Event structure

A Yunikorn event has the following fields:

NameDescriptionAlways set
ObjectIDIdentifies the object what the event is about.Yes
ReferenceIDIdentifies a secondary object which is related to the first one. It can be an allocation ID, queue, etc.No
MessageTextual details. Relevant if it is sent to Kubernetes.No
TypeThe type of the ObjectID: application, queue, node, user/group.Yes
EventChangeTypeThe nature of the change: adding, setting, removing or none.Yes
EventChangeDetailFurther details about the change itself.Yes
TimestampNanoUnix nanotime inside Yunikorn when the event was generated.Yes
ResourceSet if the event involves a resource (eg. allocation occurs).No

Example: when an allocation occurs, we generate three events: an application event, a node event and a user event about the usage (there's a group event if the limits are configured in a certain way, but it's not relevant in this example). We use the following unique identifiers:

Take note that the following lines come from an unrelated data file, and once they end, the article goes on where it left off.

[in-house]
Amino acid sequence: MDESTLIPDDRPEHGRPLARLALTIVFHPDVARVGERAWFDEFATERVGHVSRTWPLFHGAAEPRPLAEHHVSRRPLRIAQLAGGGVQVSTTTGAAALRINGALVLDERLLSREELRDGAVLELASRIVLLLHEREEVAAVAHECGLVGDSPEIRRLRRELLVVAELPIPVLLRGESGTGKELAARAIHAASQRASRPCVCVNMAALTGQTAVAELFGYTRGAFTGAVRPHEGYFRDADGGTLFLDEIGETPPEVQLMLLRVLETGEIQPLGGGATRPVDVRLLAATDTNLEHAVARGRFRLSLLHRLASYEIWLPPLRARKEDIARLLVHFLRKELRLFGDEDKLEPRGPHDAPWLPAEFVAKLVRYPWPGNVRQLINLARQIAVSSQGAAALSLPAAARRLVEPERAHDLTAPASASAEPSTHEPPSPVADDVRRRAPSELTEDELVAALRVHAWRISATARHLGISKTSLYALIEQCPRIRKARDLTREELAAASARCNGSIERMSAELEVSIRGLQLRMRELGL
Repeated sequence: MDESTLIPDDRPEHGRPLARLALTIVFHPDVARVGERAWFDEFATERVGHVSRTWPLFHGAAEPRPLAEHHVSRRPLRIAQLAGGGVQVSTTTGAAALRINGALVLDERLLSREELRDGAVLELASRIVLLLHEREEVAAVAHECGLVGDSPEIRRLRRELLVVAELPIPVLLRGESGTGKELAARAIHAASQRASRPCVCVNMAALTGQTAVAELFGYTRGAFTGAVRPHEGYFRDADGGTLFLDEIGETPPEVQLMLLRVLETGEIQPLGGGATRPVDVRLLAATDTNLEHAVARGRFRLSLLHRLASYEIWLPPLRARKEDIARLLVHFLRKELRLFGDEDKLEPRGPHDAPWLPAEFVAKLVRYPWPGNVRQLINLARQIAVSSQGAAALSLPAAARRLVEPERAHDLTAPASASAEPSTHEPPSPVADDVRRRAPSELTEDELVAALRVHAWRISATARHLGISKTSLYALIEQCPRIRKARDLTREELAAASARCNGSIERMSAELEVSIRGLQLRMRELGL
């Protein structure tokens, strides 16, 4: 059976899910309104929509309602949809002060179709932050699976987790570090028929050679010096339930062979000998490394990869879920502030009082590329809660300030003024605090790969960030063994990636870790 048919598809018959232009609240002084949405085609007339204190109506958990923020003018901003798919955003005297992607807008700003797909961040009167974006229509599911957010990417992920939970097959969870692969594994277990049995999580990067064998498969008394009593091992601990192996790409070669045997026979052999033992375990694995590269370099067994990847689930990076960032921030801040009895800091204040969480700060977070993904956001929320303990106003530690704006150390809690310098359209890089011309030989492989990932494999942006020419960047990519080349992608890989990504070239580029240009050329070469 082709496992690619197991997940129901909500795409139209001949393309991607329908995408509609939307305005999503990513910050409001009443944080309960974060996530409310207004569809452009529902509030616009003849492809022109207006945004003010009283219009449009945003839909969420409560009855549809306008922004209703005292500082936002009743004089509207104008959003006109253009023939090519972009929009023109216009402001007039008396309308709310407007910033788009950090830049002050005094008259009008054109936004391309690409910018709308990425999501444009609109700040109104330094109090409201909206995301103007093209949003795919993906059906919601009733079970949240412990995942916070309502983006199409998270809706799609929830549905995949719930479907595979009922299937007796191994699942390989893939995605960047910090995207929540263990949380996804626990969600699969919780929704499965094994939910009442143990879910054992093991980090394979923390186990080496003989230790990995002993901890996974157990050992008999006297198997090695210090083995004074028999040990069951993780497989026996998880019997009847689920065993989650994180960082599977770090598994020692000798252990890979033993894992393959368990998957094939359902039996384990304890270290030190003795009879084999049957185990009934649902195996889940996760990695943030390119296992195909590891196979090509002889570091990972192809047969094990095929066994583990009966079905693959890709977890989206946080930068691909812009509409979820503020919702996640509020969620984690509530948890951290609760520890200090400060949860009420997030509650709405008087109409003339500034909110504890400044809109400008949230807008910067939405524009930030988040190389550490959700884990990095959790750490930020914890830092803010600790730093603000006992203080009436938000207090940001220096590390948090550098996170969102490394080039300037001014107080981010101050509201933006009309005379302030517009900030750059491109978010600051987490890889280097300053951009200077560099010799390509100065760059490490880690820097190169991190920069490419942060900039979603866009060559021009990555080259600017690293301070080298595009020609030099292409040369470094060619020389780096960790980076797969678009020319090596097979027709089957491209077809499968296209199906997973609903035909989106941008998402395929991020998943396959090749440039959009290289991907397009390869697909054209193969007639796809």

• Application is "app-1"
  • The request is "req-1"
  • The selected node is "node-1"
  • Application belongs to the user "yunikorn"
  • The application has been placed in the queue "root.test"
What the event describesObjectIDReferenceIDTypeEventChangeTypeEventChangeDetail
Allocation occurred for a requestapp-1req-1-0 *EventRecord_APPEventRecord_ADDEventRecord_APP_ALLOC
Allocation on a nodenode-1req-1-0 *EventRecord_NODEEventRecord_ADDEventRecord_NODE_ALLOC
Resource usage changed for a useryunikornroot.testEventRecord_USERGROUPEventRecord_ADDEventRecord_UG_USER_RESOURCE

* the allocation ID is based on the ask ID plus a counter.

All events will contain the allocated resource.

Disabling the event system

Although it has negligible overhead, it is possible to completely disable Yunikorn events. This can be achieved by setting event.trackingEnabled to false. This does NOT clear the ring buffer contents, so the history recorded until the change is still available.